Finally, you might consider what’s called a “bad credit loan.”
Generally, you’ll need at least an average credit score to qualify for a traditional loan. So, if you currently have no credit — from having too short of a credit history —or bad credit, you may struggle to find the financing you need.
That’s where bad credit loans come in.
A bad credit loan is an unsecured personal loan designed for people with below-average credit. These loans usually offer a fixed interest rate and require payment in monthly installments.
Bad credit loans are designed specifically for people who can’t get approved for a traditional loan. Generally, bad credit loans feature higher interest rates than standard loans, but they do offer a way for people with a poor credit score to get the money they need.
The terms of each loan vary, depending on the lender you choose and your application details. But many bad credit lenders will offer you a variety of options for repayment — ranging from several months up to five years.
And you can use the money you borrow for any purpose. So you can consolidate existing debt, cover an unexpected medical bill, pay for a surprise home repair, or anything you need.
Before you apply for a bad credit loan, ask yourself the following questions:
1. Do you need the money now?
All loans come at a cost, and bad credit loans usually have a higher price tag than traditional loans. Sometimes your need for money can’t wait, and a bad credit loan can provide that valuable financial cushion.
But, if possible, consider delaying your purchase until you can save up the cash you need or borrow after you improve your credit.
2. What’s your credit look like?
First, find out what your current credit score is. If you have a credit card, check your online account, as many card issuers provide your score automatically. Or tap one of these sources to get your free FICO score.
Then review your free credit history report before you start applying for loans. If you find an error or suspect fraud, report the problem right away. Mistakes aren’t uncommon on credit reports, and clearing them up can boost your score.
3. How much money?
If you do get a loan, how much money do you need to borrow?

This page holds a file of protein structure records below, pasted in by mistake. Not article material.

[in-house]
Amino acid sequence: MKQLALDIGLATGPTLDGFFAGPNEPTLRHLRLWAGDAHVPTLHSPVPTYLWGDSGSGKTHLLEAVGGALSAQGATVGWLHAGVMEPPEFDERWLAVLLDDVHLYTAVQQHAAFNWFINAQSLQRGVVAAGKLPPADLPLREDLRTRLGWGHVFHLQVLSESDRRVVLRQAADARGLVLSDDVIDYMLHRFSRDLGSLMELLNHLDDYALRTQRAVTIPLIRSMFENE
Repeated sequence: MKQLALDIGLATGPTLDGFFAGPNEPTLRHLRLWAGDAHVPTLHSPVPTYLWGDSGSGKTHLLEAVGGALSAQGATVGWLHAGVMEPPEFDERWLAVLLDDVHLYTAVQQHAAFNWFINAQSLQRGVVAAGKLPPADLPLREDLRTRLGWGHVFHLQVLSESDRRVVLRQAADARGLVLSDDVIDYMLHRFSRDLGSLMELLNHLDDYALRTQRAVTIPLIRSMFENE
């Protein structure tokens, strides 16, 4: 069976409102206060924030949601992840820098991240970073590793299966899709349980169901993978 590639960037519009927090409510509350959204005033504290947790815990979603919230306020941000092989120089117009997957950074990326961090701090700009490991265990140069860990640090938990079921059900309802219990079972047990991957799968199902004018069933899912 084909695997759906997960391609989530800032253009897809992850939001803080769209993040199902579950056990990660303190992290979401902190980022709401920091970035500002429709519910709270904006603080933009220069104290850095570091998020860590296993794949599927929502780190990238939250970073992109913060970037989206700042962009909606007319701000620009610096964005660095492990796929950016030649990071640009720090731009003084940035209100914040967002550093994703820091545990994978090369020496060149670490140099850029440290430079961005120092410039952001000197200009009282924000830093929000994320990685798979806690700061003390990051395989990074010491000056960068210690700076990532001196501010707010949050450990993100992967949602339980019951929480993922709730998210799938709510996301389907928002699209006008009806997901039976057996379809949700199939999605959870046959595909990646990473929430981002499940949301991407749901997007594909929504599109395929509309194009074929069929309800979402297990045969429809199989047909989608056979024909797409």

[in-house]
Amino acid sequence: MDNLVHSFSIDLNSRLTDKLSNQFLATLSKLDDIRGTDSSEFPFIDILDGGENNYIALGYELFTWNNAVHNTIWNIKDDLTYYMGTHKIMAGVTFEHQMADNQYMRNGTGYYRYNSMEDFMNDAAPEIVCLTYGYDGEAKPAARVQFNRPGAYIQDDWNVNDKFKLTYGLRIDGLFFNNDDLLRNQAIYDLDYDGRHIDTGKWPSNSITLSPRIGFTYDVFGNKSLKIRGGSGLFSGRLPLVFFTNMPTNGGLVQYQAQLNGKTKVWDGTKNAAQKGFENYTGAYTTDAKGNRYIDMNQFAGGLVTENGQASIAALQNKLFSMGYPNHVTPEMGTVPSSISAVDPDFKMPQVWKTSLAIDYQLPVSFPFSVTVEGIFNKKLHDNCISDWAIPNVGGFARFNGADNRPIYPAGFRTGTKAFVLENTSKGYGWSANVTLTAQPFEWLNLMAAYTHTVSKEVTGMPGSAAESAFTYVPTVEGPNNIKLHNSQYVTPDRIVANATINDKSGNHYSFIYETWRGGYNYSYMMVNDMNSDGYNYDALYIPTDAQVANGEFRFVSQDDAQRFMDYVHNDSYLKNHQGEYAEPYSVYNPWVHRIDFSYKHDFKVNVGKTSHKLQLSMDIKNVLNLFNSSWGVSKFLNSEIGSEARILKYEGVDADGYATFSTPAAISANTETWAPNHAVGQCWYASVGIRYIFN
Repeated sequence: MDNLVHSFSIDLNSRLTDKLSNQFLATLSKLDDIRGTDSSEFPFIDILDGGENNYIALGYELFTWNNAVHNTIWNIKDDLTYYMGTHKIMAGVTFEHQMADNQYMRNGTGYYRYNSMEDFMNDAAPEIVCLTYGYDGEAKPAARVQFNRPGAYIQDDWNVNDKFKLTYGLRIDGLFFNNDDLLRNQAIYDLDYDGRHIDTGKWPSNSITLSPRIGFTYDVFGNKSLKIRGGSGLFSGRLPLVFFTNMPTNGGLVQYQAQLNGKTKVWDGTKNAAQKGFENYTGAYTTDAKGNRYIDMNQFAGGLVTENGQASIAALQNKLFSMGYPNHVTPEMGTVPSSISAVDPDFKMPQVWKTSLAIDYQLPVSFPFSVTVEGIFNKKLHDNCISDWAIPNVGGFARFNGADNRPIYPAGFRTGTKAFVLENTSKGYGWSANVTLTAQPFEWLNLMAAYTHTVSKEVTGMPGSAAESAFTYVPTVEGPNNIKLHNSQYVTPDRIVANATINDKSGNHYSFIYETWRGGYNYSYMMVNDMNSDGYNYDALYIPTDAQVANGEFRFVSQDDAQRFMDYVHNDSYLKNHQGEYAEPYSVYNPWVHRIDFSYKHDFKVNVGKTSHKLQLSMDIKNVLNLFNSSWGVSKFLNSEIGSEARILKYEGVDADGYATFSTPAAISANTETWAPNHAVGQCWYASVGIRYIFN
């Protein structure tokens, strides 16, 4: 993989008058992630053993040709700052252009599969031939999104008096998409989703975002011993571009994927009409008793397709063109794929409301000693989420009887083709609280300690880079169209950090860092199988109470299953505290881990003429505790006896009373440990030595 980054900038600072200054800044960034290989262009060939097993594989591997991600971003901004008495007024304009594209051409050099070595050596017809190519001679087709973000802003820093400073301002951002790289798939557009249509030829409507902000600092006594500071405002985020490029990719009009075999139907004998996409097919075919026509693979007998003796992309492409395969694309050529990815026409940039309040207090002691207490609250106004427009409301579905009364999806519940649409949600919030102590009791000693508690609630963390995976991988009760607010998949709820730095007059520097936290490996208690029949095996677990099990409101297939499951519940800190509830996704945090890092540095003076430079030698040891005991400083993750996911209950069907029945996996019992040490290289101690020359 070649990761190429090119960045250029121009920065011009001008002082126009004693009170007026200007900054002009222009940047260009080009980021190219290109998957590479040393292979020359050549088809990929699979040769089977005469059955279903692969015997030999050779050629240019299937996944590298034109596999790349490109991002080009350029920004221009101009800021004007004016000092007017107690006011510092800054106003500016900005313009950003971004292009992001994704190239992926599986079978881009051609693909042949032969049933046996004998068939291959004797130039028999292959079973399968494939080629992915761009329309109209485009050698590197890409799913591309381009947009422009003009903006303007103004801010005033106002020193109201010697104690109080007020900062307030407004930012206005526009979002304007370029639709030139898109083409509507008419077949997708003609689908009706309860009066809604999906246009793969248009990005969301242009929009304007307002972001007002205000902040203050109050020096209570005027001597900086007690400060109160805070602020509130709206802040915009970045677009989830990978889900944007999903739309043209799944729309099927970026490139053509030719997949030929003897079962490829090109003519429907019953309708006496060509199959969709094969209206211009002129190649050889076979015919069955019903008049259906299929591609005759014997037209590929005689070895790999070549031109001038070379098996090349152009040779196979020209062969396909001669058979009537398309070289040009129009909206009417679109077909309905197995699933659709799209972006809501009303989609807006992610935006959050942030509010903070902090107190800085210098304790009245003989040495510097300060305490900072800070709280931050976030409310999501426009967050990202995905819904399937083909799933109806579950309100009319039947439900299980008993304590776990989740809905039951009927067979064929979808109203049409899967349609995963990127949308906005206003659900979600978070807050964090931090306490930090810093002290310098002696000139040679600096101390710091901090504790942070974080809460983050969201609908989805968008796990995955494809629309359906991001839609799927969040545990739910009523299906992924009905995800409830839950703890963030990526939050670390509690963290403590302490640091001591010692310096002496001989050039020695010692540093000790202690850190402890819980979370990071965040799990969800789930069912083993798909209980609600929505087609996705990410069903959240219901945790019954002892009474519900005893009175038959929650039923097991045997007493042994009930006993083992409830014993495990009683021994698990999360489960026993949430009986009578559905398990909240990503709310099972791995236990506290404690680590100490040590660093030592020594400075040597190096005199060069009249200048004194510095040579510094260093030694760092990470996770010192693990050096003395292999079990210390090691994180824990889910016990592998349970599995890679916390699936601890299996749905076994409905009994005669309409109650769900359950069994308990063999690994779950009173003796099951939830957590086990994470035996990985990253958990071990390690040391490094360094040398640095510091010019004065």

And how much can you afford to pay each month toward your installment loan? Be conservative in your estimate if you’re not sure. You’ll need this number to evaluate your options when choosing your loan.
4. What repayment term fits your needs?
A longer period for repaying the loan typically translates to lower monthly payments. But a shorter term means less money spent on interest and a faster path out of debt. Choose what works for you and your finances.
5. Do you feel confident that you’ll be able to pay on time?
Remember: Late payments can trigger high interest, penalty fees, and a decline in your credit score. So, you’ll want to ensure you can reliably make your loan payments on time.
6. Do you have a co-signer?
If you have a relative or friend with great credit, that person could help you get a better loan. By piggybacking off their credit score, you might qualify for more favorable terms, like a lower APR or lower fees.
Keep in mind that co-signers put their own credit at risk when joining your application for a loan. Make sure your co-signer is aware of the potential pitfalls. And commit to keeping up your obligations to the loan, so your co-signer can limit any adverse consequences.
There’s no shortage of options when it comes to lenders. Banks, credit unions, and online lenders all offer a variety of loans.
If you already have a bank or credit union, you may be able to leverage that existing relationship to get a loan. But these financial institutions often require strong credit scores for borrowers. Online lenders, meanwhile, may offer more loan options than your neighborhood bank — including loans for people with bad credit.